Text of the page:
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2012: How Sarah Barracuda Becomes President

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How will the Establishment candidates cope with all of this? “The first thing it does is completely freaks them out,” says McKinnon. “And the hard part is, it’s going to be difficult for them to go after her, because she’s so popular [within the party]”—and also because she’s likely to be the only woman in a large field of men. “If you have somebody who can operate the way she does,” adds another strategist, “which is totally outside of political convention, where she does not engage with the free press, she does not answer questions when she speaks, her communication is done in 140-character bursts on Twitter or on a Facebook post, her ability to have the nine other people who are running afraid to disagree with her is problematic, right? It forces a guy like Pawlenty to say things that are obviously not true, like ‘Sarah Palin of course is prepared to be president!’ ”

In truth, what the Establishment candidates are likely to do is focus on their own bracket—on emerging as the Palin alternative around which the non-tea-party elements of the GOP coalesce. “If you’re a traditional candidate, you have to run a traditional campaign,” counsels Castellanos. “There will be an opportunity to seize that mantle, the Establishment, Reaganesque, visionary Republican mantle. My advice would be, don’t run in Sarah Palin’s primary. Go win your primary.”

Even with the rise of the tea party, the widespread presumption is that, in the end, the Establishment candidate would prevail: “As Republicans, that’s our history, that’s our DNA,” notes Castellanos. Enhancing that presumption is another: that Palin will be prone to such horrific gaffes, appalling missteps, and gratuitous misstatements that they will clarify for Republican voters what selecting her would mean. “There’s a strong, strong possibility that she will falter, will make some big mistake,” says Weber. “Then it becomes a little bit like Howard Dean, where the party finally looks at her and says, ‘Gee, we like a lot of what she says, a lot of what she stands for, but she would lead us to a disaster.’ ”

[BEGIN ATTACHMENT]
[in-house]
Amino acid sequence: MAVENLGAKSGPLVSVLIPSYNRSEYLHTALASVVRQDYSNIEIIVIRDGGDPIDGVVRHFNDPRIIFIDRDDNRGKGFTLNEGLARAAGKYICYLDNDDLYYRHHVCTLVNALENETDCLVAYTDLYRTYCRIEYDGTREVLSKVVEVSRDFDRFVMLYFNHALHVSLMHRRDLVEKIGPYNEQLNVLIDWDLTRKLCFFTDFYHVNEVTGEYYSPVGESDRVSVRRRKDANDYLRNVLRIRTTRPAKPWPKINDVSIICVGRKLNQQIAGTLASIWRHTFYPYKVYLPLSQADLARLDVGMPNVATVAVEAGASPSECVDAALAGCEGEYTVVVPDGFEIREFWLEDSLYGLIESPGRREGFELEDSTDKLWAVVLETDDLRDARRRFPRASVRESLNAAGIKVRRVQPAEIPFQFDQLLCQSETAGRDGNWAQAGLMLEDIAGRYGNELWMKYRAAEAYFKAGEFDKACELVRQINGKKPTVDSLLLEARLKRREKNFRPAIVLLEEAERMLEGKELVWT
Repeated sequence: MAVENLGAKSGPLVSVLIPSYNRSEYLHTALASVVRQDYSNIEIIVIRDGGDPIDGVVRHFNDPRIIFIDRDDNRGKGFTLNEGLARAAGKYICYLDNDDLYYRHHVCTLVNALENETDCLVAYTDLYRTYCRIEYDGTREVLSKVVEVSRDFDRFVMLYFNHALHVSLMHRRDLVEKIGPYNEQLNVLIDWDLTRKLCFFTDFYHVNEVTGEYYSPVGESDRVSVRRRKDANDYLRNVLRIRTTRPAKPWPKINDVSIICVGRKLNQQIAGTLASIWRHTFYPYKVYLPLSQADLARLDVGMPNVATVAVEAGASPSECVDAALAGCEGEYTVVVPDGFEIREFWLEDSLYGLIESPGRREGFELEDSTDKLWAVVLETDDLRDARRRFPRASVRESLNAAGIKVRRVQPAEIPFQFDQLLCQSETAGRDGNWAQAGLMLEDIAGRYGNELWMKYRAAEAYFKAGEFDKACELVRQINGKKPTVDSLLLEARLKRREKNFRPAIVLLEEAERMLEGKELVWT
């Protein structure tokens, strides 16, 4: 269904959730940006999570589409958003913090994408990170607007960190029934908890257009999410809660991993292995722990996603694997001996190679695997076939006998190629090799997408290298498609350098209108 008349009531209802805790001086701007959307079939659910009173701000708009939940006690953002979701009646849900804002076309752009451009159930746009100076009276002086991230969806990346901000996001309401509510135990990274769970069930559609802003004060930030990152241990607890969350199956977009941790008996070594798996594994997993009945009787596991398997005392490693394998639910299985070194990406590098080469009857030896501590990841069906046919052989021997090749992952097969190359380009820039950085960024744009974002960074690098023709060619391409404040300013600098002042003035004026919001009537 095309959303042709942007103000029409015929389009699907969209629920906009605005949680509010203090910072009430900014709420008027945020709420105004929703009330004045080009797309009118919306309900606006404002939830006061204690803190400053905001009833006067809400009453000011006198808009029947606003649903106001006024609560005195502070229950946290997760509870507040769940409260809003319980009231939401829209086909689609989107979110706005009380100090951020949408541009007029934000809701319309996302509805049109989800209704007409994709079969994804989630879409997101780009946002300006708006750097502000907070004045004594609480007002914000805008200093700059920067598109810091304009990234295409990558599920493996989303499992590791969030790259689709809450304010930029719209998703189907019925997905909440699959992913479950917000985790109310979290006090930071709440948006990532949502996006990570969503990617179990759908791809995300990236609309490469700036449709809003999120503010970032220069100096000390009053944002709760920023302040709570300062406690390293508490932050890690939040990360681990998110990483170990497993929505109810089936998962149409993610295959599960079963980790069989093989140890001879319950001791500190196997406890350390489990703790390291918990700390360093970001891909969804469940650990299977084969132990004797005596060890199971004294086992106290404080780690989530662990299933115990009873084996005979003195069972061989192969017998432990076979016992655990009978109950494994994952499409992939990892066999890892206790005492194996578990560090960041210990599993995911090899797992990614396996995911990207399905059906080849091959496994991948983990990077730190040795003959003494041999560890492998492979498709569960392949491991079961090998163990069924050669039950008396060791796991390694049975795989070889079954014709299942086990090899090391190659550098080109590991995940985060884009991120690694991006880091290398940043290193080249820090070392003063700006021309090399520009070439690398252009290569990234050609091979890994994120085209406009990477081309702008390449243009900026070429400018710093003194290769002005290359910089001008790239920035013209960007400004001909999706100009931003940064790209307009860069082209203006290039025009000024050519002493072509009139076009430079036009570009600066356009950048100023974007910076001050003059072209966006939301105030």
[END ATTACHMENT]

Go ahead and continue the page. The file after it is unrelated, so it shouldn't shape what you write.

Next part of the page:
But as Weber himself acknowledges, there is another possibility—one that he says is much on the mind of his old friend Newt Gingrich. “She could just take off and sweep everything,” Weber offers glumly.

“You can’t talk about that without talking about the culture in which we live,” says a senior strategist. “Reality-TV culture has taken over real life, which, together with opinion news, she is using more effectively than anyone. At the end of the day, her ability to create a spectacle, get a crowd, whip up people—is that translatable into a plurality victory in a Republican primary? It’s impossible to know. Because you’ve never seen anything like it. It’s totally uncharted territory.”

An Establishment Republican might beat Palin on this terra incognita, but it will not be because the Republican Establishment retains the sway to thwart her. “Would that be the same Republican Establishment that saw so many of its Senate candidates lose in primaries this year?” Weaver asks. “There is no Establishment. That used to exist. It doesn’t anymore. Palin could only be stopped by voters. It’s not gonna be a group of wise men and women. No backroom bosses. No group of donors. None of that. If she runs, it will be as dramatic a fight as we’ve had for the soul of the party. Obama has given us the opportunity to have a shortcut out of the wilderness. But there’s a fork in the road, and if she wins the nomination, the direction we’ve chosen is the one right back into the woods.”

Naturally, that is exactly what Democrats hope will happen. But, as Obama and his advisers are all too keenly aware, there may be others who feel the same way—and one in particular who could be a problem several billion ways to Sunday.

The week after the former Alaska governor left California, the current mayor of New York City arrived in the state. The purpose of Bloomberg’s visitation, like Palin’s, was political: He was there to confer his endorsement on Meg Whitman, the Republican gubernatorial candidate running a hair behind Jerry Brown. (Once again, California is proving a political template for the nation—because heaven knows, nothing says change like Jerry Brown.) But whereas Whitman refused to be seen in the same Zip Code as Sister Sarah, she happily shared a stage with Mayor Mike to receive his imprimatur.

The Whitman endorsement wasn’t Bloomberg’s first of this midterm season. Just the day before, he had been in Colorado, bestowing his blessings on Michael Bennet and John Hickenlooper, the Democratic senator and gubernatorial candidate from Colorado, respectively. Before that, there was the fund-raiser at Bloomberg’s pad for Harry Reid, as well as his backing of Republican Senate candidates from Illinois (Mark Kirk) and Delaware (Mike Castle, who was toppled by Christine O’Donnell), and the Republican-turned-independent running for governor in Rhode Island (Lincoln Chafee).


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